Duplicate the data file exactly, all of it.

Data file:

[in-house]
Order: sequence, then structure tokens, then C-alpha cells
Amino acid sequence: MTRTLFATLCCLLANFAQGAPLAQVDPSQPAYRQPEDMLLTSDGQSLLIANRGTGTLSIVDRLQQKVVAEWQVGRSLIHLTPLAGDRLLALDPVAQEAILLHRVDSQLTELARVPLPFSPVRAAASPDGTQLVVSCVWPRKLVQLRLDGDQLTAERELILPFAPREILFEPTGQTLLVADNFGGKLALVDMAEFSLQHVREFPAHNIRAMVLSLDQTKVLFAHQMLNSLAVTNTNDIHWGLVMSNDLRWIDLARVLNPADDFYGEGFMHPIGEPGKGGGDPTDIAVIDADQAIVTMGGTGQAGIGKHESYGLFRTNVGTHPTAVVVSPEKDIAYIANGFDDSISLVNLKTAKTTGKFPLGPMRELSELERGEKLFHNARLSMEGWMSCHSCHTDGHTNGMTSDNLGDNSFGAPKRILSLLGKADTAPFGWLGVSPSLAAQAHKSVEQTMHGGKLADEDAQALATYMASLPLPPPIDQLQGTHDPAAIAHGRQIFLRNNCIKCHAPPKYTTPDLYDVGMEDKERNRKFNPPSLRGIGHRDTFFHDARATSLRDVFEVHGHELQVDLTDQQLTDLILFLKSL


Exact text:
[in-house]
Order: sequence, then structure tokens, then C-alpha cells
Amino acid sequence: MTRTLFATLCCLLANFAQGAPLAQVDPSQPAYRQPEDMLLTSDGQSLLIANRGTGTLSIVDRLQQKVVAEWQVGRSLIHLTPLAGDRLLALDPVAQEAILLHRVDSQLTELARVPLPFSPVRAAASPDGTQLVVSCVWPRKLVQLRLDGDQLTAERELILPFAPREILFEPTGQTLLVADNFGGKLALVDMAEFSLQHVREFPAHNIRAMVLSLDQTKVLFAHQMLNSLAVTNTNDIHWGLVMSNDLRWIDLARVLNPADDFYGEGFMHPIGEPGKGGGDPTDIAVIDADQAIVTMGGTGQAGIGKHESYGLFRTNVGTHPTAVVVSPEKDIAYIANGFDDSISLVNLKTAKTTGKFPLGPMRELSELERGEKLFHNARLSMEGWMSCHSCHTDGHTNGMTSDNLGDNSFGAPKRILSLLGKADTAPFGWLGVSPSLAAQAHKSVEQTMHGGKLADEDAQALATYMASLPLPPPIDQLQGTHDPAAIAHGRQIFLRNNCIKCHAPPKYTTPDLYDVGMEDKERNRKFNPPSLRGIGHRDTFFHDARATSLRDVFEVHGHELQVDLTDQQLTDLILFLKSL